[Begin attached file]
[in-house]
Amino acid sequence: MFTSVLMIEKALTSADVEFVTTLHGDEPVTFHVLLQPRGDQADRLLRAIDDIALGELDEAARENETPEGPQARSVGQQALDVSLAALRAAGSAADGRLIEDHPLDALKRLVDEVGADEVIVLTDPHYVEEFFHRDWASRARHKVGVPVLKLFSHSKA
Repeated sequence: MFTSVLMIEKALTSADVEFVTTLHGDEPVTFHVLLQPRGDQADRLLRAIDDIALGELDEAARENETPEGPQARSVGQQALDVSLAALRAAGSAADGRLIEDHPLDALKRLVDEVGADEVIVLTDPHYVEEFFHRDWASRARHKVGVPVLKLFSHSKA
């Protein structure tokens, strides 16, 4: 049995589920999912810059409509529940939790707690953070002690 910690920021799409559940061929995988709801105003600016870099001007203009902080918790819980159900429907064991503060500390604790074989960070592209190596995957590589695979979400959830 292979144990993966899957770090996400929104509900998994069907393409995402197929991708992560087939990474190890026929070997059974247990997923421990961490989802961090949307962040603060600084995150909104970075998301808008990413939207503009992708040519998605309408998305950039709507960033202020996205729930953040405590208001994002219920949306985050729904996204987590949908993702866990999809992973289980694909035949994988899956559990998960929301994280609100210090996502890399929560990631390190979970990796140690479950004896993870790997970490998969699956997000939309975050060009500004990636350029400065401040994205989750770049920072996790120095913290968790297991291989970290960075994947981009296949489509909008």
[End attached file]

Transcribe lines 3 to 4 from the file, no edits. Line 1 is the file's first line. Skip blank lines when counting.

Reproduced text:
Repeated sequence: MFTSVLMIEKALTSADVEFVTTLHGDEPVTFHVLLQPRGDQADRLLRAIDDIALGELDEAARENETPEGPQARSVGQQALDVSLAALRAAGSAADGRLIEDHPLDALKRLVDEVGADEVIVLTDPHYVEEFFHRDWASRARHKVGVPVLKLFSHSKA
């Protein structure tokens, strides 16, 4: 049995589920999912810059409509529940939790707690953070002690 910690920021799409559940061929995988709801105003600016870099001007203009902080918790819980159900429907064991503060500390604790074989960070592209190596995957590589695979979400959830 292979144990993966899957770090996400929104509900998994069907393409995402197929991708992560087939990474190890026929070997059974247990997923421990961490989802961090949307962040603060600084995150909104970075998301808008990413939207503009992708040519998605309408998305950039709507960033202020996205729930953040405590208001994002219920949306985050729904996204987590949908993702866990999809992973289980694909035949994988899956559990998960929301994280609100210090996502890399929560990631390190979970990796140690479950004896993870790997970490998969699956997000939309975050060009500004990636350029400065401040994205989750770049920072996790120095913290968790297991291989970290960075994947981009296949489509909008």